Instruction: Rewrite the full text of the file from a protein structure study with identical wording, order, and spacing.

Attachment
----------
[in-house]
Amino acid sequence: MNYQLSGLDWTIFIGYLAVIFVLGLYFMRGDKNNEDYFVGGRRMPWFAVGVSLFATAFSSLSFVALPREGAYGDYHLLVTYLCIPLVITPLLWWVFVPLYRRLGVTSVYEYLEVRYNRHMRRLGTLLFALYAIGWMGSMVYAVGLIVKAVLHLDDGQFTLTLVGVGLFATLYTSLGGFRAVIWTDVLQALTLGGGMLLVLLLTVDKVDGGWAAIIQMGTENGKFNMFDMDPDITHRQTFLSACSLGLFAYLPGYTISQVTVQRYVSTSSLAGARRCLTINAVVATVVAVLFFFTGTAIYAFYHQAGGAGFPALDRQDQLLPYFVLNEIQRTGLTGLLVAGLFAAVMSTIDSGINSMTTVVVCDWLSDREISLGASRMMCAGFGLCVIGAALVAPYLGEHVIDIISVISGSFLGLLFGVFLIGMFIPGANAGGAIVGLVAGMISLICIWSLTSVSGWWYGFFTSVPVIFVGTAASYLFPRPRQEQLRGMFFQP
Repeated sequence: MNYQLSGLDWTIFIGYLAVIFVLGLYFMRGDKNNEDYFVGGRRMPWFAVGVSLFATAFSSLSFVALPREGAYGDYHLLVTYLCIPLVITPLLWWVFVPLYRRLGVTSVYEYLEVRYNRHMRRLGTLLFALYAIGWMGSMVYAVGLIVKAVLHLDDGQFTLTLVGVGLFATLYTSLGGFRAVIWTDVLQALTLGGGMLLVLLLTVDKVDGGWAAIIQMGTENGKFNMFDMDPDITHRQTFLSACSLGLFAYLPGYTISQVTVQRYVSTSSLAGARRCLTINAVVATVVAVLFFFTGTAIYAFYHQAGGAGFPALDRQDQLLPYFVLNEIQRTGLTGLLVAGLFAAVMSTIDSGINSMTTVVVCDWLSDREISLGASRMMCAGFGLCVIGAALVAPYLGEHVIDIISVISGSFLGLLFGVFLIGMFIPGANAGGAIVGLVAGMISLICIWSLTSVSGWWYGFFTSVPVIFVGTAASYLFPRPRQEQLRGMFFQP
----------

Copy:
[in-house]
Amino acid sequence: MNYQLSGLDWTIFIGYLAVIFVLGLYFMRGDKNNEDYFVGGRRMPWFAVGVSLFATAFSSLSFVALPREGAYGDYHLLVTYLCIPLVITPLLWWVFVPLYRRLGVTSVYEYLEVRYNRHMRRLGTLLFALYAIGWMGSMVYAVGLIVKAVLHLDDGQFTLTLVGVGLFATLYTSLGGFRAVIWTDVLQALTLGGGMLLVLLLTVDKVDGGWAAIIQMGTENGKFNMFDMDPDITHRQTFLSACSLGLFAYLPGYTISQVTVQRYVSTSSLAGARRCLTINAVVATVVAVLFFFTGTAIYAFYHQAGGAGFPALDRQDQLLPYFVLNEIQRTGLTGLLVAGLFAAVMSTIDSGINSMTTVVVCDWLSDREISLGASRMMCAGFGLCVIGAALVAPYLGEHVIDIISVISGSFLGLLFGVFLIGMFIPGANAGGAIVGLVAGMISLICIWSLTSVSGWWYGFFTSVPVIFVGTAASYLFPRPRQEQLRGMFFQP
Repeated sequence: MNYQLSGLDWTIFIGYLAVIFVLGLYFMRGDKNNEDYFVGGRRMPWFAVGVSLFATAFSSLSFVALPREGAYGDYHLLVTYLCIPLVITPLLWWVFVPLYRRLGVTSVYEYLEVRYNRHMRRLGTLLFALYAIGWMGSMVYAVGLIVKAVLHLDDGQFTLTLVGVGLFATLYTSLGGFRAVIWTDVLQALTLGGGMLLVLLLTVDKVDGGWAAIIQMGTENGKFNMFDMDPDITHRQTFLSACSLGLFAYLPGYTISQVTVQRYVSTSSLAGARRCLTINAVVATVVAVLFFFTGTAIYAFYHQAGGAGFPALDRQDQLLPYFVLNEIQRTGLTGLLVAGLFAAVMSTIDSGINSMTTVVVCDWLSDREISLGASRMMCAGFGLCVIGAALVAPYLGEHVIDIISVISGSFLGLLFGVFLIGMFIPGANAGGAIVGLVAGMISLICIWSLTSVSGWWYGFFTSVPVIFVGTAASYLFPRPRQEQLRGMFFQP